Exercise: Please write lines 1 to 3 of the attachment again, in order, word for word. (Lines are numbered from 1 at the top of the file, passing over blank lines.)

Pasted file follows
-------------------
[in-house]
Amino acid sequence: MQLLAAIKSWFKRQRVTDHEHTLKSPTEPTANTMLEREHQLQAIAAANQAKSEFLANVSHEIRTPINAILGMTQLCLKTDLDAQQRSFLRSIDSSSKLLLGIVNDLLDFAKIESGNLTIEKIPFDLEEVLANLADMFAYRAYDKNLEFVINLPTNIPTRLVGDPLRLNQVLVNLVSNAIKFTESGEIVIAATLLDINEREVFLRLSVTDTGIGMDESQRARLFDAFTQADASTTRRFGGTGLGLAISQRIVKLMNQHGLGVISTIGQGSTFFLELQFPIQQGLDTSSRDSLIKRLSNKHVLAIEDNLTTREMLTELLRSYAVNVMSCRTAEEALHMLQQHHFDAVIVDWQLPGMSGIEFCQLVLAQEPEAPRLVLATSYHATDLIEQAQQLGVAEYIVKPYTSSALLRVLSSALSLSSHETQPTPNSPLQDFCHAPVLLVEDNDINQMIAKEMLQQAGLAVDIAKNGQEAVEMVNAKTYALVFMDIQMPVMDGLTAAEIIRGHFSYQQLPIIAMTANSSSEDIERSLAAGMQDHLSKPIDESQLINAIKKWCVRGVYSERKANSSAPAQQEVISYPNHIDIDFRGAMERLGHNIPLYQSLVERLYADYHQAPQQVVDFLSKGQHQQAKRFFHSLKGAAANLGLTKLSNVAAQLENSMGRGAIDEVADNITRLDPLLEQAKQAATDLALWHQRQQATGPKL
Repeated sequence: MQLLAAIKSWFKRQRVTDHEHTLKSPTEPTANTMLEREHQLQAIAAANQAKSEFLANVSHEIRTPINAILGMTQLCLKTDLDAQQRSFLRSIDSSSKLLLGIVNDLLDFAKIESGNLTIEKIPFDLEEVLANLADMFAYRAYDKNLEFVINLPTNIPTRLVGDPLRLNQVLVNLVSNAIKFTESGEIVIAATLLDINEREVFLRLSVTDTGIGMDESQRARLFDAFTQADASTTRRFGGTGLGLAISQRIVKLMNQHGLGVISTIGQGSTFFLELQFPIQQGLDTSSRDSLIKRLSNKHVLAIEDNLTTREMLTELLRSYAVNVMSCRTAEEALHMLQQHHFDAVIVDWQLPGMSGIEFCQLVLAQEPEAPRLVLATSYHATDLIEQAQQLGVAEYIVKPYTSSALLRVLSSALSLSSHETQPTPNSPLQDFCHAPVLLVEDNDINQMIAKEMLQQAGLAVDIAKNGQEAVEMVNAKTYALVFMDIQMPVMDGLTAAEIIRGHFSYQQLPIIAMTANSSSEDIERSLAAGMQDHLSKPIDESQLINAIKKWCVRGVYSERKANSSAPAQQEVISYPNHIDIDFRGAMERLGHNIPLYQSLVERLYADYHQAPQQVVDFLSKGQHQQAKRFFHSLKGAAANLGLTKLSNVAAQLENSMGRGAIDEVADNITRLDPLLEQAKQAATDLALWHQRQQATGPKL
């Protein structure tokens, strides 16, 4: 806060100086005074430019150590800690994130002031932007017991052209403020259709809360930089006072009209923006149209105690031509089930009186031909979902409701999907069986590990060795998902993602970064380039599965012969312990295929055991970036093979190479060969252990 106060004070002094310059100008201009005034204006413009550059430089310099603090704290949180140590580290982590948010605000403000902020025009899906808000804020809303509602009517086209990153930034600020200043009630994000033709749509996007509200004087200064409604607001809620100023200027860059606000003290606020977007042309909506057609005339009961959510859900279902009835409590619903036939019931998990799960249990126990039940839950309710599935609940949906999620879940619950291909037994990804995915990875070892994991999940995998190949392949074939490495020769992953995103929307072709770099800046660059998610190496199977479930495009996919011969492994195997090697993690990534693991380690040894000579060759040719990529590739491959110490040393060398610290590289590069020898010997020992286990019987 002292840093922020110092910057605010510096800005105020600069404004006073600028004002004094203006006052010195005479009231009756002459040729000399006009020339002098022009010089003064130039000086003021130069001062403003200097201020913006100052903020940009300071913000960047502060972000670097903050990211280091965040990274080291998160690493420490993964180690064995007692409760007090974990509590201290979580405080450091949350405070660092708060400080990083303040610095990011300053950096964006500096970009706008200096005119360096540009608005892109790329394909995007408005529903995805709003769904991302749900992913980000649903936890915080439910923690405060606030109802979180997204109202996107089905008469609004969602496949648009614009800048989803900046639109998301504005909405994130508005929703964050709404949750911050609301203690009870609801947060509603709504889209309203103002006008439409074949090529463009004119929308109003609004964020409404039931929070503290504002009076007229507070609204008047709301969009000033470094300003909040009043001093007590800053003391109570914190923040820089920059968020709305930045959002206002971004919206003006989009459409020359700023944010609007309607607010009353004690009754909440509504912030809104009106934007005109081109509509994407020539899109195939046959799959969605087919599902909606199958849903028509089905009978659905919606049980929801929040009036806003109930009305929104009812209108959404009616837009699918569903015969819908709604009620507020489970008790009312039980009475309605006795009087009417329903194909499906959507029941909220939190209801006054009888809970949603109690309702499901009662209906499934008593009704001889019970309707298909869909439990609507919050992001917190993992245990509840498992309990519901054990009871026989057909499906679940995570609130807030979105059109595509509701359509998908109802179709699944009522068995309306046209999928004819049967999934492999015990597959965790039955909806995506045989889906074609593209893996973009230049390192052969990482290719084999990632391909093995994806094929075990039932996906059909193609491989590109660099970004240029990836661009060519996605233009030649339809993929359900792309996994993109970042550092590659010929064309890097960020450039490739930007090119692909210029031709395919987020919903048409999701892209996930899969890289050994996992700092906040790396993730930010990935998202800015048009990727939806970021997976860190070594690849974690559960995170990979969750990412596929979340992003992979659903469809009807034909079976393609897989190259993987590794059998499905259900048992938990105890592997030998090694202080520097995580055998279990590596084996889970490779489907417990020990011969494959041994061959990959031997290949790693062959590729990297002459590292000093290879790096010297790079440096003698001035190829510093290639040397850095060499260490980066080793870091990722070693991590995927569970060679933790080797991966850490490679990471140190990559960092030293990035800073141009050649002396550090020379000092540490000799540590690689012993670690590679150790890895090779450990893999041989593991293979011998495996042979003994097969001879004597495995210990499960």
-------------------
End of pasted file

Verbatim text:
[in-house]
Amino acid sequence: MQLLAAIKSWFKRQRVTDHEHTLKSPTEPTANTMLEREHQLQAIAAANQAKSEFLANVSHEIRTPINAILGMTQLCLKTDLDAQQRSFLRSIDSSSKLLLGIVNDLLDFAKIESGNLTIEKIPFDLEEVLANLADMFAYRAYDKNLEFVINLPTNIPTRLVGDPLRLNQVLVNLVSNAIKFTESGEIVIAATLLDINEREVFLRLSVTDTGIGMDESQRARLFDAFTQADASTTRRFGGTGLGLAISQRIVKLMNQHGLGVISTIGQGSTFFLELQFPIQQGLDTSSRDSLIKRLSNKHVLAIEDNLTTREMLTELLRSYAVNVMSCRTAEEALHMLQQHHFDAVIVDWQLPGMSGIEFCQLVLAQEPEAPRLVLATSYHATDLIEQAQQLGVAEYIVKPYTSSALLRVLSSALSLSSHETQPTPNSPLQDFCHAPVLLVEDNDINQMIAKEMLQQAGLAVDIAKNGQEAVEMVNAKTYALVFMDIQMPVMDGLTAAEIIRGHFSYQQLPIIAMTANSSSEDIERSLAAGMQDHLSKPIDESQLINAIKKWCVRGVYSERKANSSAPAQQEVISYPNHIDIDFRGAMERLGHNIPLYQSLVERLYADYHQAPQQVVDFLSKGQHQQAKRFFHSLKGAAANLGLTKLSNVAAQLENSMGRGAIDEVADNITRLDPLLEQAKQAATDLALWHQRQQATGPKL
Repeated sequence: MQLLAAIKSWFKRQRVTDHEHTLKSPTEPTANTMLEREHQLQAIAAANQAKSEFLANVSHEIRTPINAILGMTQLCLKTDLDAQQRSFLRSIDSSSKLLLGIVNDLLDFAKIESGNLTIEKIPFDLEEVLANLADMFAYRAYDKNLEFVINLPTNIPTRLVGDPLRLNQVLVNLVSNAIKFTESGEIVIAATLLDINEREVFLRLSVTDTGIGMDESQRARLFDAFTQADASTTRRFGGTGLGLAISQRIVKLMNQHGLGVISTIGQGSTFFLELQFPIQQGLDTSSRDSLIKRLSNKHVLAIEDNLTTREMLTELLRSYAVNVMSCRTAEEALHMLQQHHFDAVIVDWQLPGMSGIEFCQLVLAQEPEAPRLVLATSYHATDLIEQAQQLGVAEYIVKPYTSSALLRVLSSALSLSSHETQPTPNSPLQDFCHAPVLLVEDNDINQMIAKEMLQQAGLAVDIAKNGQEAVEMVNAKTYALVFMDIQMPVMDGLTAAEIIRGHFSYQQLPIIAMTANSSSEDIERSLAAGMQDHLSKPIDESQLINAIKKWCVRGVYSERKANSSAPAQQEVISYPNHIDIDFRGAMERLGHNIPLYQSLVERLYADYHQAPQQVVDFLSKGQHQQAKRFFHSLKGAAANLGLTKLSNVAAQLENSMGRGAIDEVADNITRLDPLLEQAKQAATDLALWHQRQQATGPKL